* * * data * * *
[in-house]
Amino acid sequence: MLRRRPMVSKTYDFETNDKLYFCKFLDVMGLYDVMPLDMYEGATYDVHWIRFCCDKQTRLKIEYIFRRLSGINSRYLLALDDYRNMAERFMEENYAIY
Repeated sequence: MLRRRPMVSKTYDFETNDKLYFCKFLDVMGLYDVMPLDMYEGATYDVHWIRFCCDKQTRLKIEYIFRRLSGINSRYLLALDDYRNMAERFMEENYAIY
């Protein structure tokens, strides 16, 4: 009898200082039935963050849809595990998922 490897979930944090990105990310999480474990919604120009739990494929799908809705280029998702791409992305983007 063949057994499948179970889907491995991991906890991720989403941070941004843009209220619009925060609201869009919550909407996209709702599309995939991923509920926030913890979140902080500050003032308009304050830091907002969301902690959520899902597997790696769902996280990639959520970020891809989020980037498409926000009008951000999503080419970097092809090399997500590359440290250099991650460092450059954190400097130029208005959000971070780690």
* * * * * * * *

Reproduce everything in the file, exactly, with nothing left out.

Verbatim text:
[in-house]
Amino acid sequence: MLRRRPMVSKTYDFETNDKLYFCKFLDVMGLYDVMPLDMYEGATYDVHWIRFCCDKQTRLKIEYIFRRLSGINSRYLLALDDYRNMAERFMEENYAIY
Repeated sequence: MLRRRPMVSKTYDFETNDKLYFCKFLDVMGLYDVMPLDMYEGATYDVHWIRFCCDKQTRLKIEYIFRRLSGINSRYLLALDDYRNMAERFMEENYAIY
């Protein structure tokens, strides 16, 4: 009898200082039935963050849809595990998922 490897979930944090990105990310999480474990919604120009739990494929799908809705280029998702791409992305983007 063949057994499948179970889907491995991991906890991720989403941070941004843009209220619009925060609201869009919550909407996209709702599309995939991923509920926030913890979140902080500050003032308009304050830091907002969301902690959520899902597997790696769902996280990639959520970020891809989020980037498409926000009008951000999503080419970097092809090399997500590359440290250099991650460092450059954190400097130029208005959000971070780690």